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Madigan Hospital Psychiatric Team Altered Soldiers’ PTSD Diagnoses


Madigan Army Medical Center

by HAL BERNTON | The Seattle Times

 

(January 28, 2012) – The Army is reviewing the actions of a Madigan Army Medical Center psychiatric team that reversed the diagnoses of more than a dozen soldiers previously found to have post-traumatic stress disorder.

All these soldiers have been under consideration for medical retirement, which offers considerably more financial benefits than alternative forms of discharge.

Some have complained that doctors at the hospital on Joint Base Lewis-McChord unfairly stripped them of the PTSD diagnoses, which would help qualify them for a medical retirement, and instead tagged them as malingerers.

In an unusual intervention, the office of the Army Surgeon General has arranged for the soldiers to fly to Walter Reed National Military Medical Center in Bethesda, Md., where they are scheduled to be examined by another team of Army doctors.

Sen. Patty Murray, D-Wash., confirmed details of the review to The Seattle Times.

“I’ll be monitoring the decisions made at Walter Reed closely because they have major implications not only on the benefits and care of these service members and their families, but also on the military’s medical-evaluation process as a whole,” she said in a statement.

The Madigan medical forensic-psychiatry team under scrutiny conducted detailed evaluations of the PTSD diagnoses of soldiers headed for possible medical retirement.

The Army told Murray’s staff that 14 of these soldiers who underwent the Madigan exams will have their cases looked at again at Walter Reed.

All of these soldiers initially received a diagnosis of PTSD from medical providers. The Madigan forensic team then changed their diagnoses to other conditions, such as adjustment disorder, which typically doesn’t help qualify a soldier for a medical retirement.

Madigan is the only Army hospital to use a forensic-psychiatry team in this manner to screen these soldiers, according to Matt McAlvanah, a Murray spokesman.

The Walter Reed review is expected to shed light on whether they received equitable treatment.

The soldiers involved in the review have reached a point in their careers where, because of their injuries or ailments, the Army believes it is unlikely that they can continue to perform duties. Those who qualify for medical retirements can receive lifetime health insurance for themselves, spouse and dependents; access to base-post exchanges; and other benefits not available to soldiers who are discharged for other reasons. Some of these soldiers involved in the Walter Reed review were concerned that their Madigan evaluation process was influenced by an effort to try to hold down the Army’s retirement and disability costs.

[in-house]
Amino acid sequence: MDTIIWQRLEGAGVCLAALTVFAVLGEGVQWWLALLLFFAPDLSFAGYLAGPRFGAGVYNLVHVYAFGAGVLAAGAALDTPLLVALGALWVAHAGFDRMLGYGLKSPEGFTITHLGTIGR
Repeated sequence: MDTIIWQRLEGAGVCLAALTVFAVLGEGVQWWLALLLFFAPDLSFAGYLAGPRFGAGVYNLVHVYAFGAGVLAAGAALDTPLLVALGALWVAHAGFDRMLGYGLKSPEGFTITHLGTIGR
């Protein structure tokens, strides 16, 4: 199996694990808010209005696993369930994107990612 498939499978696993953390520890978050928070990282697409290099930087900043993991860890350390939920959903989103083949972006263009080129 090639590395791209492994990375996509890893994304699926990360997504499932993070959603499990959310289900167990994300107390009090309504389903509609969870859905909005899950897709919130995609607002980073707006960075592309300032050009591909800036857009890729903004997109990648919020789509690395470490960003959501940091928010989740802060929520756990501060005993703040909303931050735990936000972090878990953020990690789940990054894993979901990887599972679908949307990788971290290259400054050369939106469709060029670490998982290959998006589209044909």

Last fall, these complaints were examined by an Army ombudsman, who then referred the issue to Lt. Gen. Patricia Horoho, the Army surgeon general.

Murray also received complaints from three service members whose cases were vetted by the ombudsman.

Murray, who chairs the Senate Committee on Veterans Affairs, said the complaints raised “major alarm bells.”

Murray said she contacted Horoho and other Army leadership “to get to the bottom of this.”

“We recognize that this issue is concerning to patients and families and are working hard to address it,” said Col. Rebecca Porter, chief of behavioral health for the Office of the U.S. Army Surgeon General, in a written statement.

“The re-­evaluation was voluntary for the soldiers involved and was directed, not as part of an investigation or because the providers were suspected of any wrongdoing, but because we want to ensure that soldiers receive the best possible care.”

PTSD diagnoses have long been surrounded by controversy.

In a 2008 report, the Rand Corporation estimated one in five military-service personnel returning from Iraq or Afghanistan might suffer from symptoms of PTSD or major depression.

The Army has been waging a campaign for several years to help reduce the stigma that some soldiers might feel if they seek treatment for PTSD.

But some medical professionals have said that PTSD is being over-­diagnosed.

Meanwhile, some soldiers and veterans advocates have complained that the Army has tried to make it overly difficult to get a PTSD diagnosis in order to reduce medical retirements, instead booting thousands of troubled soldiers out of the service with administrative discharges.

“The main underlying cause of the improper discharge remains the enormous pressure from top Pentagon officials … to curb military spending,” Paul Sullivan, then-executive director of Veterans for Common Sense, testified at a 2010 House Committee on Veterans Affairs hearing.

The Army has denied those allegations.

Veterans who exit the Army with an administrative discharge still might be able to receive a PTSD diagnosis from the Department of Veterans Affairs and eventually receive disability payments. But the process typically is quicker and smoother if the veteran receives that diagnosis while exiting the military.

Specific concerns about Madigan’s review process have been voiced before, according to sources at Joint Base Lewis-McChord. In November 2010, the Army Times reported that Staff Sgt. Francisco Carrillo, an Iraq veteran, was battling with Madigan over claims that he had faked PTSD symptoms that were diagnosed by other medical personnel.

“After 18 years of service, nothing is more shaming and demeaning to a soldier than not being heard, believed and being discredited,” Carrillo wrote in letter to Madigan.

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